The Season Passes for Forza 5 seem like a waste of money so far, anyways.  I didn’t want to buy one anyways. grumble grumble.

Ouya first impressions a mixed bag

Tuesday, July 2nd, 2013

So, after betting on a different Kickstarted android gaming console, yet to be released, of course the Ouya gets released first and with lots of press coverage.  The price is within my what-the-hell budget for geek toys, and I order one through Amazon, who managed to get it to me within 2 business days.

The packaging shows reasonable quality, and the machine itself seems solidly built.  I’m so-so on the controller.  I’ve yet to find a game that uses the touchpad effectively, and lots of navigation of the on-screen menus would be much easier if they supported it.

I have been checking out the emulators, and so far they show promise.  I was able to play one of my old favorite N64 games without extra hassle, getting about 97% faithful accuracy to the original.  The SNES emulators I’ve tried worked too.

Which gets us to the downside, which is the complete screw-up that is the store.  Currently it is terribly organized, with the most useful navigation method (by genre), hidden at the bottom of the list of possible methods.  Then there’s the fact that they deliberately hide the pricing of all games.  You can’t see anything until you’ve played the game up to the point it demands payment.  I can understand the developer appeal of a try-before-you-buy system that doesn’t display pricing.  But I don’t see any upside for the consumer, and lots of reasons it will be a disaster for dev’s, who will be forced to deal with individual questions about pricing on a constant basis, and will miss out on tons of sales from people who tried a game, but balked at the current price, who would have bought the game if it went on sale in the future, if there was only a way to see that the game had gone on sale.  As a developer, there’s no way to promote your game, other than name recognition, and the hope they will search for you.  If you are lucky and end up in the tiny selection that is displayed by default, you will be at a tremendous advantage over other devs.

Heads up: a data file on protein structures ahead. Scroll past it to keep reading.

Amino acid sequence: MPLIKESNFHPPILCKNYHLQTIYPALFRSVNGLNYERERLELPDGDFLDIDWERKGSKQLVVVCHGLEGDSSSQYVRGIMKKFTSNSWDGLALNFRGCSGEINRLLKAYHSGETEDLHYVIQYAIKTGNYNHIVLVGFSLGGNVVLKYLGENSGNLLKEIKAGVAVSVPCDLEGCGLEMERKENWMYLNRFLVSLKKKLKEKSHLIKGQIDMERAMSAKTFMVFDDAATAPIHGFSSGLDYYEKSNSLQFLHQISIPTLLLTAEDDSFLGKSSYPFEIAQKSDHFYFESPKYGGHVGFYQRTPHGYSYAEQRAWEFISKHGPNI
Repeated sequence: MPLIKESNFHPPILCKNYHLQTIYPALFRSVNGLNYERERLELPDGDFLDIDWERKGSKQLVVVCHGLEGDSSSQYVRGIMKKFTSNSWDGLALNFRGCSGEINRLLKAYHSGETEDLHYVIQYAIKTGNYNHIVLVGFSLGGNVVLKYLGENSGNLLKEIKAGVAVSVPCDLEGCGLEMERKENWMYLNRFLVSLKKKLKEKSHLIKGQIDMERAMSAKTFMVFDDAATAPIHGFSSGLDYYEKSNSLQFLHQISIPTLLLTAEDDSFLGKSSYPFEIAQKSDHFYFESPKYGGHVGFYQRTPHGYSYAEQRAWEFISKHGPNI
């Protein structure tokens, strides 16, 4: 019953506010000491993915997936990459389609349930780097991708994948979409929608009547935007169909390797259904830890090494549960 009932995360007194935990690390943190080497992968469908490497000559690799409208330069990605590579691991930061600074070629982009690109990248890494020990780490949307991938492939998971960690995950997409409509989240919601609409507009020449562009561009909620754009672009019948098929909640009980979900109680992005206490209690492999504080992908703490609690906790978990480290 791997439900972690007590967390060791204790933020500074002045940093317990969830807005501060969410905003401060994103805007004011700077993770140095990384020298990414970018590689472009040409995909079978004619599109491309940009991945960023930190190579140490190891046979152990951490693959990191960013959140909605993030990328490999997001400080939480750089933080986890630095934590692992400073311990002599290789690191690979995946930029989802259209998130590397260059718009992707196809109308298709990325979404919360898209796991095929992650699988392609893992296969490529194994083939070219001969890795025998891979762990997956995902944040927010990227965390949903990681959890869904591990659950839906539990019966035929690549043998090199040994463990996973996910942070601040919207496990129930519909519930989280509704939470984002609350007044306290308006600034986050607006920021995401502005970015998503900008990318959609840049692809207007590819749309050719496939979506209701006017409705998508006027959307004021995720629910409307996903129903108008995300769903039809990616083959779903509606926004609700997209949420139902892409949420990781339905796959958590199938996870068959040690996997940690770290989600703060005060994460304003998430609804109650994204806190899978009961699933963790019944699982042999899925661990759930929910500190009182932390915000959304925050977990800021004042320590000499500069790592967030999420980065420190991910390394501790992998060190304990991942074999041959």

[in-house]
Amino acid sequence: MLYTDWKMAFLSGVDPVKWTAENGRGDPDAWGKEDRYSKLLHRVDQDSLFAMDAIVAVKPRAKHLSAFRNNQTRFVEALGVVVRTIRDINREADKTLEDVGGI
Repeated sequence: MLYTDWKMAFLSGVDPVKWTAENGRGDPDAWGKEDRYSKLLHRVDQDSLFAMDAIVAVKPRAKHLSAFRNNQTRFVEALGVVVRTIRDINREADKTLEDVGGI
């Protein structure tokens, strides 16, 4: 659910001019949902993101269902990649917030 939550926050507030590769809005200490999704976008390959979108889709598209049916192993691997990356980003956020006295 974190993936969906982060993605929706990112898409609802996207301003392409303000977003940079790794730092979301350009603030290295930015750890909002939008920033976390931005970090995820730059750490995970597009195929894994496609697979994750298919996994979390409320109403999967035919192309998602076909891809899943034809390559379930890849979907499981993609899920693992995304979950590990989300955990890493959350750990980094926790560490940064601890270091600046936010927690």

The overall lack of forethought on game purchasing suggests that the primary intent of the Ouya has always been as a beard for a dedicated emulation box, with a few suckers tricked into developing new titles that will never recoup the invested time and money.  Maybe I’m wrong, maybe the designer really had never seen Steam, or any other app-store, and is so rich, he doesn’t care about prices.